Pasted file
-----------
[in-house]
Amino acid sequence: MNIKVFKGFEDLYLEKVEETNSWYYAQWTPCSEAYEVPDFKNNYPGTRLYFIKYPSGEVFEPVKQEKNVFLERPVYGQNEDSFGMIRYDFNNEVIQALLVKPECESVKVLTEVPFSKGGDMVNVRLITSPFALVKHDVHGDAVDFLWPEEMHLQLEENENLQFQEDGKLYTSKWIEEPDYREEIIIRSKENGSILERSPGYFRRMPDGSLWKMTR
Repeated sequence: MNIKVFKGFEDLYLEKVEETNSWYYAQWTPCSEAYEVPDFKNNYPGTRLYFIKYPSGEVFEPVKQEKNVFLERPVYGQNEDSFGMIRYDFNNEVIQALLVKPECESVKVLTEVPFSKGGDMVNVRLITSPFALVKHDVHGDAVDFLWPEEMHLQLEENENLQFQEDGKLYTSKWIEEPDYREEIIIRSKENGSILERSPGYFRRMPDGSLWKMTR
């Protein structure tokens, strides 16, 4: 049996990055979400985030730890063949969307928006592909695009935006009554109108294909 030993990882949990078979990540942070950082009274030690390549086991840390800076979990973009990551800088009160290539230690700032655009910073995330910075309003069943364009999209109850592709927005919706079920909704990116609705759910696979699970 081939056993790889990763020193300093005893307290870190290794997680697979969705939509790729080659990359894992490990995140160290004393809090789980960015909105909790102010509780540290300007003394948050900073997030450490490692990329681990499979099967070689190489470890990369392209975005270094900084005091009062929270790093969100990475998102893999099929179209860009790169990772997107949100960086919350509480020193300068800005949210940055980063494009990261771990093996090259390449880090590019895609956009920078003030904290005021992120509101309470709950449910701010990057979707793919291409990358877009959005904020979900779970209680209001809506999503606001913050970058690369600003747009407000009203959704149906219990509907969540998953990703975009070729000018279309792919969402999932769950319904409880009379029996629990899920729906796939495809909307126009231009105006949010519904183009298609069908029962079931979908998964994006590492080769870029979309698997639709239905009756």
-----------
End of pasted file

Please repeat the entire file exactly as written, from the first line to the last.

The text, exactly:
[in-house]
Amino acid sequence: MNIKVFKGFEDLYLEKVEETNSWYYAQWTPCSEAYEVPDFKNNYPGTRLYFIKYPSGEVFEPVKQEKNVFLERPVYGQNEDSFGMIRYDFNNEVIQALLVKPECESVKVLTEVPFSKGGDMVNVRLITSPFALVKHDVHGDAVDFLWPEEMHLQLEENENLQFQEDGKLYTSKWIEEPDYREEIIIRSKENGSILERSPGYFRRMPDGSLWKMTR
Repeated sequence: MNIKVFKGFEDLYLEKVEETNSWYYAQWTPCSEAYEVPDFKNNYPGTRLYFIKYPSGEVFEPVKQEKNVFLERPVYGQNEDSFGMIRYDFNNEVIQALLVKPECESVKVLTEVPFSKGGDMVNVRLITSPFALVKHDVHGDAVDFLWPEEMHLQLEENENLQFQEDGKLYTSKWIEEPDYREEIIIRSKENGSILERSPGYFRRMPDGSLWKMTR
């Protein structure tokens, strides 16, 4: 049996990055979400985030730890063949969307928006592909695009935006009554109108294909 030993990882949990078979990540942070950082009274030690390549086991840390800076979990973009990551800088009160290539230690700032655009910073995330910075309003069943364009999209109850592709927005919706079920909704990116609705759910696979699970 081939056993790889990763020193300093005893307290870190290794997680697979969705939509790729080659990359894992490990995140160290004393809090789980960015909105909790102010509780540290300007003394948050900073997030450490490692990329681990499979099967070689190489470890990369392209975005270094900084005091009062929270790093969100990475998102893999099929179209860009790169990772997107949100960086919350509480020193300068800005949210940055980063494009990261771990093996090259390449880090590019895609956009920078003030904290005021992120509101309470709950449910701010990057979707793919291409990358877009959005904020979900779970209680209001809506999503606001913050970058690369600003747009407000009203959704149906219990509907969540998953990703975009070729000018279309792919969402999932769950319904409880009379029996629990899920729906796939495809909307126009231009105006949010519904183009298609069908029962079931979908998964994006590492080769870029979309698997639709239905009756």